» READ MORE: Pregnant women may think vaping is safer than smoking, study finds

Doctors cautioned that little is known about the short-term and long-term effects of e-cigarettes.

“If it turns out e-cigarettes have a lower cancer risk, that’s a good thing ... but harm is not wholly defined by cancer risk,” said Frank T. Leone, director of Penn Medicine’s comprehensive smoking treatment programs. “This episode is really opening our eyes to that notion, that [e-cigarettes] can have their own intrinsic risk profile that looks nothing like cigarettes.”

Cigarette smokers don’t come to the emergency department with the sudden, acute symptoms in the cases being investigated by the CDC, he said.

These symptoms, Leone said, are more consistent with people who have been caught in a house fire or inhaled industrial smoke.

Leone said he has treated one patient for what he believed was vaping-related lung illness — a man in his 50s who experienced coughing, low oxygen levels, and pneumonia-like symptoms who told Leone he’d been “vaping pretty aggressively” days prior to seeking medical attention.

George said he did not know the exact number of cases he and his colleagues have seen at Jefferson.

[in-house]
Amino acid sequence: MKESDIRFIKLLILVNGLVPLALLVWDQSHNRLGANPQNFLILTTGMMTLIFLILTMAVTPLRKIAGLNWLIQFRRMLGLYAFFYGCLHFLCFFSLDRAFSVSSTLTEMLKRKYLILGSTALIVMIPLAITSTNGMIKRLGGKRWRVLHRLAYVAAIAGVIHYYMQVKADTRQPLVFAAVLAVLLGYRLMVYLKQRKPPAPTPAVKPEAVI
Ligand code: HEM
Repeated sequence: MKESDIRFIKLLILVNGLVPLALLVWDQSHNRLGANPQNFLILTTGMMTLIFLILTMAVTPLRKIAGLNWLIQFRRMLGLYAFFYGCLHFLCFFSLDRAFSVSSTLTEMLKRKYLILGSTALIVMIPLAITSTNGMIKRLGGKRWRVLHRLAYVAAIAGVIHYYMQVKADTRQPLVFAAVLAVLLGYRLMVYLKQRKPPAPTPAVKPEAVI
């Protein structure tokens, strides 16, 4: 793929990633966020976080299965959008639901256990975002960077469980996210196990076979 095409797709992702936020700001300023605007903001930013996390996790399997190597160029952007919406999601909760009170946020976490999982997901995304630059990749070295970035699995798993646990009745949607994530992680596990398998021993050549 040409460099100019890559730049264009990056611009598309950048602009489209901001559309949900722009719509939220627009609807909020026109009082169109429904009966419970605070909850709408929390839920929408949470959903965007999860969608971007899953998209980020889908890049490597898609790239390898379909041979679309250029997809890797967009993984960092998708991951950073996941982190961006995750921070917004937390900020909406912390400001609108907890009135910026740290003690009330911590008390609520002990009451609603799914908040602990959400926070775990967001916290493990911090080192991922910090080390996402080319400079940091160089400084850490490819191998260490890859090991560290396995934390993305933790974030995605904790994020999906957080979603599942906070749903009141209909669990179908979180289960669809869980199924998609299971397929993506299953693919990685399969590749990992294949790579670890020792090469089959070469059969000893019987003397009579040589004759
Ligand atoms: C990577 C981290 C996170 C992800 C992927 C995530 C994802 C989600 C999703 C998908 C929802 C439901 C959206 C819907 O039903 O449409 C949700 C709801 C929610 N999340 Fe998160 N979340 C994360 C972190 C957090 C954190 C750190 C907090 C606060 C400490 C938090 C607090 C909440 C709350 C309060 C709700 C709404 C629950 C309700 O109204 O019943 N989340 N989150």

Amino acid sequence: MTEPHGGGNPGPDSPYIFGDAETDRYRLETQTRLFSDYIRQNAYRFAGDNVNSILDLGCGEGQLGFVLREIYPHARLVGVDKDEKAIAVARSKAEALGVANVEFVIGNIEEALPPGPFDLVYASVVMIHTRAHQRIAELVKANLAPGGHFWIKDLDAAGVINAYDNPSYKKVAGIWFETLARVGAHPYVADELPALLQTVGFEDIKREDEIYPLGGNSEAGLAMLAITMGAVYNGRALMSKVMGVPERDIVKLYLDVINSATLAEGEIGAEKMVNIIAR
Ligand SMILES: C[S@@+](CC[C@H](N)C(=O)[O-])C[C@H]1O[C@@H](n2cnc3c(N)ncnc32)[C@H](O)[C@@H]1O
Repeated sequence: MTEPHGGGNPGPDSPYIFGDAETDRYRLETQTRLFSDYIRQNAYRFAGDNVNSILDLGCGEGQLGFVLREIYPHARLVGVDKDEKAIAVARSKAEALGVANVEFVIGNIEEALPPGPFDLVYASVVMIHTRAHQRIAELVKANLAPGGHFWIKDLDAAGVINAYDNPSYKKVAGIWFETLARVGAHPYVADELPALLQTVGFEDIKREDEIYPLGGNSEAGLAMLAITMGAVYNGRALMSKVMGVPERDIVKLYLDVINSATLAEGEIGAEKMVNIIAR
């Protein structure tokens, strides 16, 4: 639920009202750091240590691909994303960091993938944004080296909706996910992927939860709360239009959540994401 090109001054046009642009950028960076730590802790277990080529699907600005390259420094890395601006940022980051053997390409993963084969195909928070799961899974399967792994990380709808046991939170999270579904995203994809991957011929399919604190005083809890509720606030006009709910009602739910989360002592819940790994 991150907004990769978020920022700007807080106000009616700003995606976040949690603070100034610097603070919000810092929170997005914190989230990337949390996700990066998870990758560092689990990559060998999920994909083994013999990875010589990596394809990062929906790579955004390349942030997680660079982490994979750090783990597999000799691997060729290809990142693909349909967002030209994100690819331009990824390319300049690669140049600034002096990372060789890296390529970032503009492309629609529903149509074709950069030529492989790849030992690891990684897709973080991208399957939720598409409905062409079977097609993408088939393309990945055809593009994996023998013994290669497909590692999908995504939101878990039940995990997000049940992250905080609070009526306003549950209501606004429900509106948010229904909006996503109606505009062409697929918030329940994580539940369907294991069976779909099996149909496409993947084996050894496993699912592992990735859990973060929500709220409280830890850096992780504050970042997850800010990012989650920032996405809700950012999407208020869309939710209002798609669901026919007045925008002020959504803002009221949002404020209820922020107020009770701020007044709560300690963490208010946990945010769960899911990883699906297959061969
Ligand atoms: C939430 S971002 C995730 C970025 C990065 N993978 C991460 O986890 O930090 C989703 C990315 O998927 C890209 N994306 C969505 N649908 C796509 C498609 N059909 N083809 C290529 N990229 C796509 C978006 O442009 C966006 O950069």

While some have come to the emergency department in sudden and severe distress, others have experienced a gradual onset of symptoms, including nausea, vomiting, and shortness of breath, and eventually sought treatment from their primary care doctor, he said.

New Jersey and Pennsylvania health officials said they are closely monitoring the situation and ramping up efforts to reach teens.

“The big concern, especially for people age 18 to 25 who are purchasing legally, is the impact on developing brains,” said April Hutcheson, a spokesperson for the Pennsylvania Department of Health.

» READ MORE: E-cigarettes fuel another dramatic increase in nicotine use among U.S. teens

The legal age to purchase tobacco products, including e-cigarettes, in Pennsylvania is 18. Lawmakers are expected to consider legislation this fall that would raise the age to 21.

In the meantime, the Health Department launched an anti-vaping campaign that targets teens directly through advertisements on social media and video streaming services, such as Hulu, that are popular among young adults, Hutcheson said.

Just this week, New Jersey launched a webpage,, with information for parents, teachers, coaches and health care professionals. The agency is promoting the resource through social media and Facebook ads.

Judith Persichilli, New Jersey’s acting health commissioner, said in a statement that she was especially concerned about the possibility that people are being sickened by vaping liquids containing THC or other chemicals.

New Jersey previously raised its age restriction on tobacco products to 21, but is considering legislation that would further restrict teens’ access to e-cigarettes, including a fine for being in possession of an e-cigarette.